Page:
to their motivation. Many may have even come to Buddhism aspracticing vegetarians, already persuaded by some of these well-established arguments.
Concern for the rights and interests of animals
This concern addresses the impacts on animals who will be raised,killed, cleaned, processed, and eaten by humans for food. Threeissues are often named on behalf of food animals, all of which chal-lenge the dominant views of animals as less aware, less valuable, andless intelligent than humans. First, animal proponents argue that ani-mals su
er cruelty or harm in the process of being grown and slaugh-tered for food. Peter Singer, in his classic text
rstdescribed the extensive animal su
ering from routine mutilations suchas debeaking of chickens, branding of cattle and castration of hogs;from cramped living space in battery cages for chickens and crowdedhog pens; and from inhumane slaughter procedures, particularly forbeef cattle. Today over
ve billion chickens and 100 million cows,pigs and sheep are raised on factory farms in the U.S. alone (Singer1975: 111). Genetic engineering, antibiotics, and assembly line pro-cessing are all standard practice in modern day treatment of foodanimals.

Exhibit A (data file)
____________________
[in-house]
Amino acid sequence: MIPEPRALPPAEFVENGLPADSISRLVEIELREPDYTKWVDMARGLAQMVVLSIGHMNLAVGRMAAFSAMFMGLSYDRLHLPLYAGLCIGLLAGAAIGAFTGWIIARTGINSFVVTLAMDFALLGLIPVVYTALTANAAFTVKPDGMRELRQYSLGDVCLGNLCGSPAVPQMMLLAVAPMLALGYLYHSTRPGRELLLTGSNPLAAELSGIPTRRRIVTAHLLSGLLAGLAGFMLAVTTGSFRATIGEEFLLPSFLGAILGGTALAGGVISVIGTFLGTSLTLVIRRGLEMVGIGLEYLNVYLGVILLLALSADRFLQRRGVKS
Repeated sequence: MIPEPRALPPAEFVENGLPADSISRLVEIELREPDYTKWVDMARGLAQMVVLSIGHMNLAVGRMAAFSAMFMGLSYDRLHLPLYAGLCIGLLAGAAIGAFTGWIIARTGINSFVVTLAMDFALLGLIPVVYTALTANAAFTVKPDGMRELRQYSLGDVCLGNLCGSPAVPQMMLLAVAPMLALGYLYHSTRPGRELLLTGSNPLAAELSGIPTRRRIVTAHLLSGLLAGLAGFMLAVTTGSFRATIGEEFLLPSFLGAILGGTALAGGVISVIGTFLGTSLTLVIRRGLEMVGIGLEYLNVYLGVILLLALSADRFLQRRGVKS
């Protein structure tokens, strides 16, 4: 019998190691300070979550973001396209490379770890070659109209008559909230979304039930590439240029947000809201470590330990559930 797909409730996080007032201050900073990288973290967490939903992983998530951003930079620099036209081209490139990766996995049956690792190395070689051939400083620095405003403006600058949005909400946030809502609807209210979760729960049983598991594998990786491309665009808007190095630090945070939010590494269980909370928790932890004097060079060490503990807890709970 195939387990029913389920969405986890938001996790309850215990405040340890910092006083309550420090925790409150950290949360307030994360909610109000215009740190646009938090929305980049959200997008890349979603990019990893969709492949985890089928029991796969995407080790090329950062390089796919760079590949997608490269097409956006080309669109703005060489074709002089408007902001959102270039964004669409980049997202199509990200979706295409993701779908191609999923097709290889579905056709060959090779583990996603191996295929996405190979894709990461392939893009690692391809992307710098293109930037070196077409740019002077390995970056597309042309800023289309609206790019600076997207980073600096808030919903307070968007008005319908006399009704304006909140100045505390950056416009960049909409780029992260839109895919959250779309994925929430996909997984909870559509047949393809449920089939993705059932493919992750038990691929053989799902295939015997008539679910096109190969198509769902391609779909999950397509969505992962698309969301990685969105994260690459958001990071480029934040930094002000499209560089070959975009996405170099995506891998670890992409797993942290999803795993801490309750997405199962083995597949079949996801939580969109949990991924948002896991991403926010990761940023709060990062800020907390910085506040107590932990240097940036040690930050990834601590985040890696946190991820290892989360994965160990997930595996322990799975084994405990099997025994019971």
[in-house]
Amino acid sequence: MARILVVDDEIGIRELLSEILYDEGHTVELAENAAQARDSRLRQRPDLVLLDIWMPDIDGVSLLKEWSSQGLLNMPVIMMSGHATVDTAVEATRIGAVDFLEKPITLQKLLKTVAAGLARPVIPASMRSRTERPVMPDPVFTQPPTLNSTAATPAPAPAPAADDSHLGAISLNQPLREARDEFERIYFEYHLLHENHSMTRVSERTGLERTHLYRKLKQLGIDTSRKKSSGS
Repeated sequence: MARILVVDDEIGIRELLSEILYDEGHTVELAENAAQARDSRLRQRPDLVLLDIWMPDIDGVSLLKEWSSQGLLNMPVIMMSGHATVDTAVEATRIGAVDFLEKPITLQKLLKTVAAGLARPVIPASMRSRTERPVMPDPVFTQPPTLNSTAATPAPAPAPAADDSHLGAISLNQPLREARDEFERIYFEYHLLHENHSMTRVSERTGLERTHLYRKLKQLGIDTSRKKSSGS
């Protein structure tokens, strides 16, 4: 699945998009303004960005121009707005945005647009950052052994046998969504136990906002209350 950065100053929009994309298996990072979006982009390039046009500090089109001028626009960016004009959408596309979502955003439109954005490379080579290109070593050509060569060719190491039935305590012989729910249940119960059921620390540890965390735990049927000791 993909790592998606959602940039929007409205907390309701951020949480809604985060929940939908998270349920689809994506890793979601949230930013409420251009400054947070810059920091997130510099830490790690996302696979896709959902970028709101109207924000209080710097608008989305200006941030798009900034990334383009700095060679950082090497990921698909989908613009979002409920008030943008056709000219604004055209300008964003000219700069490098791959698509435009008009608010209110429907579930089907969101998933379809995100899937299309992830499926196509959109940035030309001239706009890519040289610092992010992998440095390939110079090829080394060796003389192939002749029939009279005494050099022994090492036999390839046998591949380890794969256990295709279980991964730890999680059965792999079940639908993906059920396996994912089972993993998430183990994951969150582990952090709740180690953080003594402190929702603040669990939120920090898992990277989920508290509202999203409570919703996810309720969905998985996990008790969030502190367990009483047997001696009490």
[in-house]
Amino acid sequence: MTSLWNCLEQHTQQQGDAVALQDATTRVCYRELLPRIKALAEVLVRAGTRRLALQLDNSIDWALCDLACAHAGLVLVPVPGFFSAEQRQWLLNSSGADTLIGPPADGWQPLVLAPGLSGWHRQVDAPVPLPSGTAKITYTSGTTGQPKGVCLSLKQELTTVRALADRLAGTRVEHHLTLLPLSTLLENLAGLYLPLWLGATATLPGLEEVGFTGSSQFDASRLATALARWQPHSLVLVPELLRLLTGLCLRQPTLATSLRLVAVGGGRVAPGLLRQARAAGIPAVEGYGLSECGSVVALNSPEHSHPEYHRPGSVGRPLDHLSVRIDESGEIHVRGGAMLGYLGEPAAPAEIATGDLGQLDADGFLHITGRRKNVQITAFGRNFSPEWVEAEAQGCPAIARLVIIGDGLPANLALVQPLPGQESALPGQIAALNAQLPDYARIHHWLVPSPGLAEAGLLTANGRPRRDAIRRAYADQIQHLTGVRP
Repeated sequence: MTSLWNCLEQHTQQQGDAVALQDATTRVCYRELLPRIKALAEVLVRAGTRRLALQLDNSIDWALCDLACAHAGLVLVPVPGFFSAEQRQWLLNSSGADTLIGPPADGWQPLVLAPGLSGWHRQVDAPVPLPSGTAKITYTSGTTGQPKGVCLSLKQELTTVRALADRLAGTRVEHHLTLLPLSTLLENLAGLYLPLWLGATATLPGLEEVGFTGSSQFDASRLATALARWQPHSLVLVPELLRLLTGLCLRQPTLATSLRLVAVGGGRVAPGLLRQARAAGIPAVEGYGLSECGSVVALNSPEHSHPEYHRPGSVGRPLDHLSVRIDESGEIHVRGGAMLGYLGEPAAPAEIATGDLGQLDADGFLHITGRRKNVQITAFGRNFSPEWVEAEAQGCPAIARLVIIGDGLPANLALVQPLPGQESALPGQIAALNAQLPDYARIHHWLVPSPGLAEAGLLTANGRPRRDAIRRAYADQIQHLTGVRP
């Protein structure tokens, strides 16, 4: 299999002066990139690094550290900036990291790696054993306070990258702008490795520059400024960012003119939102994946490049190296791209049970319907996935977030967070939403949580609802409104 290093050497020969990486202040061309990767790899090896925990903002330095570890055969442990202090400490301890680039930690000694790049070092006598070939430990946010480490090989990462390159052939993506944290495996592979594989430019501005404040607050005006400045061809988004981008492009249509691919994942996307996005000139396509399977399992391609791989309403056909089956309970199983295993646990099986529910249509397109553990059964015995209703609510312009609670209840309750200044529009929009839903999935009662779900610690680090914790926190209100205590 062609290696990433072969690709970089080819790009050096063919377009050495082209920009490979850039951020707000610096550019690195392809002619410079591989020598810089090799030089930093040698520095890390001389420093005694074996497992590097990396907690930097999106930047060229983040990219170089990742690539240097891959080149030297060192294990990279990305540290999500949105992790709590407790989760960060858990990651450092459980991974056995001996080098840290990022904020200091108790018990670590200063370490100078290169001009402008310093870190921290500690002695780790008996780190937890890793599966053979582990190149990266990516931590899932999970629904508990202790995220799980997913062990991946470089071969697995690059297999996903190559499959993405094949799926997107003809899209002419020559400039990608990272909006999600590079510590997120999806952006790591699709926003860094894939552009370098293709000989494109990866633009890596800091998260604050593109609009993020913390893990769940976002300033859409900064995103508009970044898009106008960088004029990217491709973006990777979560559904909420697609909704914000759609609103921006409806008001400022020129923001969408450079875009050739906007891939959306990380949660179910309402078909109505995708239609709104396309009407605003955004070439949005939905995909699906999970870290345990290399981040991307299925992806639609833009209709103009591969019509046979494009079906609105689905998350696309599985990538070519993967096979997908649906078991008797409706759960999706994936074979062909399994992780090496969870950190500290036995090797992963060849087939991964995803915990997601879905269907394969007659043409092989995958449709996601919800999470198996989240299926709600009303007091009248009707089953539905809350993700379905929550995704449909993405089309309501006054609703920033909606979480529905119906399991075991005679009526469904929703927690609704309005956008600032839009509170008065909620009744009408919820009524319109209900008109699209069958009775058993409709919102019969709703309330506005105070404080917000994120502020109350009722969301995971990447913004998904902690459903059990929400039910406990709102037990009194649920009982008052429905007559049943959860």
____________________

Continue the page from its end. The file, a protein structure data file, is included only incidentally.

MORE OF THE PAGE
Second, advocates argue that animals are intelligent and aware,challenging the objecti
ed view of animals as unconscious or incapableof feeling or reasoning. Animal rights philosopher Tom Regan usesthe “subject of life” criterion to state that any creature who is sentient,who experiences, who is the “subject of a life” has the right to thatlife.
The animal regards its own life and life experience as valuable,though humans may not be capable of understanding just what thisexperience is. Clearly animals range in neurophysiological complexityand responses to pain and injury vary. Pluhar (2004) argues thateven invertebrates may feel more than can yet be documented andcertainly behave as if they prefer not to be killed or damaged. Thus vegetarians should consider the experience of any animal as viableand thus respect all animals by not eating them.Third, proponents of vegetarianism cite evidence that a numberof animal species are capable of altruism—helping members of theirfamilies, their species, and even others outside their species. Particularlyheroic are the accounts of dolphins who rescue stranded young onesor dogs who save lost children. Chimps and gorillas who function
western buddhist motivations for vegetarianism